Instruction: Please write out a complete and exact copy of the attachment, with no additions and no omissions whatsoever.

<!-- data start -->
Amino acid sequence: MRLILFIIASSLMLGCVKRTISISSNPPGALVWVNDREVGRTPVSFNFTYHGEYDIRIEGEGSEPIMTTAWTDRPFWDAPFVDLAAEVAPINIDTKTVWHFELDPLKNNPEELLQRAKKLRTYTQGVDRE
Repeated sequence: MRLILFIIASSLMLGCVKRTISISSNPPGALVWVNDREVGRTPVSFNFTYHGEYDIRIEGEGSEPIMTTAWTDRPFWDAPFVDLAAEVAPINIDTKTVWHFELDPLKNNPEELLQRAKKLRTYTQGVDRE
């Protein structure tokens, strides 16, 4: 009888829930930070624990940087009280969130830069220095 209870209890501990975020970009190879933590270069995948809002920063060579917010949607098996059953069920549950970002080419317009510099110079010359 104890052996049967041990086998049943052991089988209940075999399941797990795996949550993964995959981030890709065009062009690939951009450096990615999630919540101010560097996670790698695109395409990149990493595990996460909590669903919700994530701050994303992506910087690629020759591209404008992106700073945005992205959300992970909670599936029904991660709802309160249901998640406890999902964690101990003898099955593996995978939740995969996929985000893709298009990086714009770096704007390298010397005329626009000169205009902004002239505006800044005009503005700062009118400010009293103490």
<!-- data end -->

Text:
Amino acid sequence: MRLILFIIASSLMLGCVKRTISISSNPPGALVWVNDREVGRTPVSFNFTYHGEYDIRIEGEGSEPIMTTAWTDRPFWDAPFVDLAAEVAPINIDTKTVWHFELDPLKNNPEELLQRAKKLRTYTQGVDRE
Repeated sequence: MRLILFIIASSLMLGCVKRTISISSNPPGALVWVNDREVGRTPVSFNFTYHGEYDIRIEGEGSEPIMTTAWTDRPFWDAPFVDLAAEVAPINIDTKTVWHFELDPLKNNPEELLQRAKKLRTYTQGVDRE
């Protein structure tokens, strides 16, 4: 009888829930930070624990940087009280969130830069220095 209870209890501990975020970009190879933590270069995948809002920063060579917010949607098996059953069920549950970002080419317009510099110079010359 104890052996049967041990086998049943052991089988209940075999399941797990795996949550993964995959981030890709065009062009690939951009450096990615999630919540101010560097996670790698695109395409990149990493595990996460909590669903919700994530701050994303992506910087690629020759591209404008992106700073945005992205959300992970909670599936029904991660709802309160249901998640406890999902964690101990003898099955593996995978939740995969996929985000893709298009990086714009770096704007390298010397005329626009000169205009902004002239505006800044005009503005700062009118400010009293103490």